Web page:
Discussing education and its importance for women's rights means thinking about it in several ways: the personal, the historical, the political, and what might be the most crucial one, that is, its ability to change the world.
First, the personal: as difficult as school can be for a girl who starts first grade already knowing how to read and who believes in fairies but hates gym class, school is also where I kept finding new pieces of myself that were so crucial to the overall puzzle. My hippie middle school in the US had me editing the school yearbook, learning Photoshop by myself, and writing long reports on Romanticism. High school brought me a teacher who kept throwing challenges at me, knowing I'd meet them. College was--college meant learning just how good I could be at a language that didn’t start out being mine.
But the personal can't be considered without the historical aspect. The first Swedish high school allowed to graduate female students opened in 1874. Before 1893, female students were not allowed to enrol at the American college I attended. A little more than 100 years ago, I would be very far from where I am today. I owe everyone who worked for reform a great debt of gratitude for my life, for who I am and what I get to do, and I can't ever forget it.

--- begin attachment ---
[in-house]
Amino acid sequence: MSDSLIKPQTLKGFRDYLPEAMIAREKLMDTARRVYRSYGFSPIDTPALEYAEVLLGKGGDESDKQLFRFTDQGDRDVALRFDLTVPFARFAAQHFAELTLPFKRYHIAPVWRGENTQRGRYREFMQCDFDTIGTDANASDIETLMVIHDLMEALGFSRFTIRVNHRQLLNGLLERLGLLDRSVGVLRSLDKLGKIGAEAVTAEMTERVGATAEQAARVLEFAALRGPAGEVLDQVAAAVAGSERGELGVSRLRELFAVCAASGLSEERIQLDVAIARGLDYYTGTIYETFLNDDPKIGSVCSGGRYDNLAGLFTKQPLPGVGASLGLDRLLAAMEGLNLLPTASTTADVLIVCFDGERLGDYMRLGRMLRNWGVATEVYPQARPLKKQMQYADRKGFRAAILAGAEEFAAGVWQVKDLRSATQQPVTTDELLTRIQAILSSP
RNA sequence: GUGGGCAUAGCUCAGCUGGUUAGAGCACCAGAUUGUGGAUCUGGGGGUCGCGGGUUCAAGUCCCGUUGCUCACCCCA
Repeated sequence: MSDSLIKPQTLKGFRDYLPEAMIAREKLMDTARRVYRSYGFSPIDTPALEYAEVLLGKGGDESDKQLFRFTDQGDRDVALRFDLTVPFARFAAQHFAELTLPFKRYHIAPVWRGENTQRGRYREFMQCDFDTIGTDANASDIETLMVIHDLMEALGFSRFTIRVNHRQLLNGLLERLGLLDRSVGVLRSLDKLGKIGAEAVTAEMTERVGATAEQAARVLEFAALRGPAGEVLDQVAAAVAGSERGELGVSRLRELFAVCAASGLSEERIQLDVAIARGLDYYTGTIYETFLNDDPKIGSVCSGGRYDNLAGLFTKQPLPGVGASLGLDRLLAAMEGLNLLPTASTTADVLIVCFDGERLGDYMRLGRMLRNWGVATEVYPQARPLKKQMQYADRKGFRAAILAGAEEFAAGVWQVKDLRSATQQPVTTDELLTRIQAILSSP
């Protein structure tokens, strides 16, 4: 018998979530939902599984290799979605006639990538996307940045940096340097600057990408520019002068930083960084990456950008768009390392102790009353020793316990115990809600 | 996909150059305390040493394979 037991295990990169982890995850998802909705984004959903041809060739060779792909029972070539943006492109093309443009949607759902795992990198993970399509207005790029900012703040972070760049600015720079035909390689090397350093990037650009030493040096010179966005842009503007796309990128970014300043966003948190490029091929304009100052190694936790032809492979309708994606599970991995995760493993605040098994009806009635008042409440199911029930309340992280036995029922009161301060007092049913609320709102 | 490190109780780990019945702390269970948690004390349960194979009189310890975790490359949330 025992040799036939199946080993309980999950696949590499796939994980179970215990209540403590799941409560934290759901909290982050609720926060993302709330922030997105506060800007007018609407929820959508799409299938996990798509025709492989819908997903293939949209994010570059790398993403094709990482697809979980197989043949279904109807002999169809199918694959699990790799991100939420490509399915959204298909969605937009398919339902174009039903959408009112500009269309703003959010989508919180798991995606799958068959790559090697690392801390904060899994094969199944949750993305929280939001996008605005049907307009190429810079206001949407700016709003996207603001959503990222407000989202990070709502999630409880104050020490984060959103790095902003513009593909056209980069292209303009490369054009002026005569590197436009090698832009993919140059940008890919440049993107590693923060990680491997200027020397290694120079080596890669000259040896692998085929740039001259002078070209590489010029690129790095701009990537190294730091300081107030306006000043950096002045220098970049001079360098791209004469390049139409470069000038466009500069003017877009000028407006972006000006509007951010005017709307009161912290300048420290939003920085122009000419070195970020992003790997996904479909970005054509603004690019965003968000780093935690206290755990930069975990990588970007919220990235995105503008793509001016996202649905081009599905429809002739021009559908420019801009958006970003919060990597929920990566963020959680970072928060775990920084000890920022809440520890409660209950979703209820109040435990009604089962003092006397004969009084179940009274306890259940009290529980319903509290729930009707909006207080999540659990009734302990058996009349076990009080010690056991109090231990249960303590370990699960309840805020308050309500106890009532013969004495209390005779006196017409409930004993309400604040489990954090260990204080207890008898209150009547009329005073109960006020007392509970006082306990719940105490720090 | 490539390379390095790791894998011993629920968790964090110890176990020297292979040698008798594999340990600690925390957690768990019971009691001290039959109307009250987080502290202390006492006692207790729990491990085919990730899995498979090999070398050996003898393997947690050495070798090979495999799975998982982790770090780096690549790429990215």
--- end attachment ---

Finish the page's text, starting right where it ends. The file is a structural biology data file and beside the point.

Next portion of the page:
Now, let me make something very clear. I don't mean that we should be grateful for getting to go to school: education ought to be a right, not a privilege. But I can look at history and be glad that all those women and men worked to give us all a different world to live in, even as I am profoundly aware that we're not done yet.
The report New Lessons: The Power of Educating Adolescent Girls focuses on the fact that educating adolescent girls has a profound transformative power: graduating from secondary school statistically often means the ability to get a job, a later marriage, fewer children, and an easier time remaining healthy. In short, it's life-changing. In poor countries, less than 50% of girls finish primary school, much less go on to secondary school. The authors of the report make the point that every girl has a right to access to education; every girl has a right to that transformative power of education.
This means that initiatives beyond primary school need to be funded. This means long-term planning is an absolute necessity. This means, also, that the road to changing the world, well, you can see it, right? Statistically, educating adolescent girls give them and their eventual families a possible way out of poverty. Look, there it is. Ending global poverty sounds like an impossible dream, but there it is.
The Coalition for Adolescent Girls collects research, information for educators, and relevant links to initiatives one can support (like The Girl Effect and others). They're UN-founded and pretty awesome (the report I discuss above is from there too). Go see what you can do to help.